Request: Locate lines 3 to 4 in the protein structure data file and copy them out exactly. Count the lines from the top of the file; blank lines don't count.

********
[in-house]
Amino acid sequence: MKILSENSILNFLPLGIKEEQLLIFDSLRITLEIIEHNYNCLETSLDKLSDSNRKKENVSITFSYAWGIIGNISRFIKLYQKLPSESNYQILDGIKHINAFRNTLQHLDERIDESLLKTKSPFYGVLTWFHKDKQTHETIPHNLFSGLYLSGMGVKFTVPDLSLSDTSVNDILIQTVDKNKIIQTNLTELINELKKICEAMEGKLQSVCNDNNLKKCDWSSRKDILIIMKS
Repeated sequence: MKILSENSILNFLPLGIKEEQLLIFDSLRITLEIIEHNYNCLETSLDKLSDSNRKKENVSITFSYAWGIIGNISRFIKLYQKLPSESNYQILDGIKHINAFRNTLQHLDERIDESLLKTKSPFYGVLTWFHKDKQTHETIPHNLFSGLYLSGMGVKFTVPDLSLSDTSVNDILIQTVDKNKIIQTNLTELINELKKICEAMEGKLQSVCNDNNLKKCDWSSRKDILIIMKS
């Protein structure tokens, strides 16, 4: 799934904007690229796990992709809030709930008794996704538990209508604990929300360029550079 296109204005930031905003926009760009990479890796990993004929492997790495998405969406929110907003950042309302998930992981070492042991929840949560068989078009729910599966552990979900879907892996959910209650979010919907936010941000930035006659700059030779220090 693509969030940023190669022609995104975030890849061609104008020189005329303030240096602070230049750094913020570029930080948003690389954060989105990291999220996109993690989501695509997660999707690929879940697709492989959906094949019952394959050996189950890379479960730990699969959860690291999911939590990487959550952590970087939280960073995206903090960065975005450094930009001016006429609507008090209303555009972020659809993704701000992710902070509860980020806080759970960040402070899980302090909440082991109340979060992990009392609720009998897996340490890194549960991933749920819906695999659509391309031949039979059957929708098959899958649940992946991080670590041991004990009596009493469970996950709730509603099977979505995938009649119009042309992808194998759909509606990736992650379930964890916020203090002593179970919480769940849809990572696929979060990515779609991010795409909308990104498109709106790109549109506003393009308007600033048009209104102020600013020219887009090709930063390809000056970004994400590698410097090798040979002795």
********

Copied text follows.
Repeated sequence: MKILSENSILNFLPLGIKEEQLLIFDSLRITLEIIEHNYNCLETSLDKLSDSNRKKENVSITFSYAWGIIGNISRFIKLYQKLPSESNYQILDGIKHINAFRNTLQHLDERIDESLLKTKSPFYGVLTWFHKDKQTHETIPHNLFSGLYLSGMGVKFTVPDLSLSDTSVNDILIQTVDKNKIIQTNLTELINELKKICEAMEGKLQSVCNDNNLKKCDWSSRKDILIIMKS
């Protein structure tokens, strides 16, 4: 799934904007690229796990992709809030709930008794996704538990209508604990929300360029550079 296109204005930031905003926009760009990479890796990993004929492997790495998405969406929110907003950042309302998930992981070492042991929840949560068989078009729910599966552990979900879907892996959910209650979010919907936010941000930035006659700059030779220090 693509969030940023190669022609995104975030890849061609104008020189005329303030240096602070230049750094913020570029930080948003690389954060989105990291999220996109993690989501695509997660999707690929879940697709492989959906094949019952394959050996189950890379479960730990699969959860690291999911939590990487959550952590970087939280960073995206903090960065975005450094930009001016006429609507008090209303555009972020659809993704701000992710902070509860980020806080759970960040402070899980302090909440082991109340979060992990009392609720009998897996340490890194549960991933749920819906695999659509391309031949039979059957929708098959899958649940992946991080670590041991004990009596009493469970996950709730509603099977979505995938009649119009042309992808194998759909509606990736992650379930964890916020203090002593179970919480769940849809990572696929979060990515779609991010795409909308990104498109709106790109549109506003393009308007600033048009209104102020600013020219887009090709930063390809000056970004994400590698410097090798040979002795």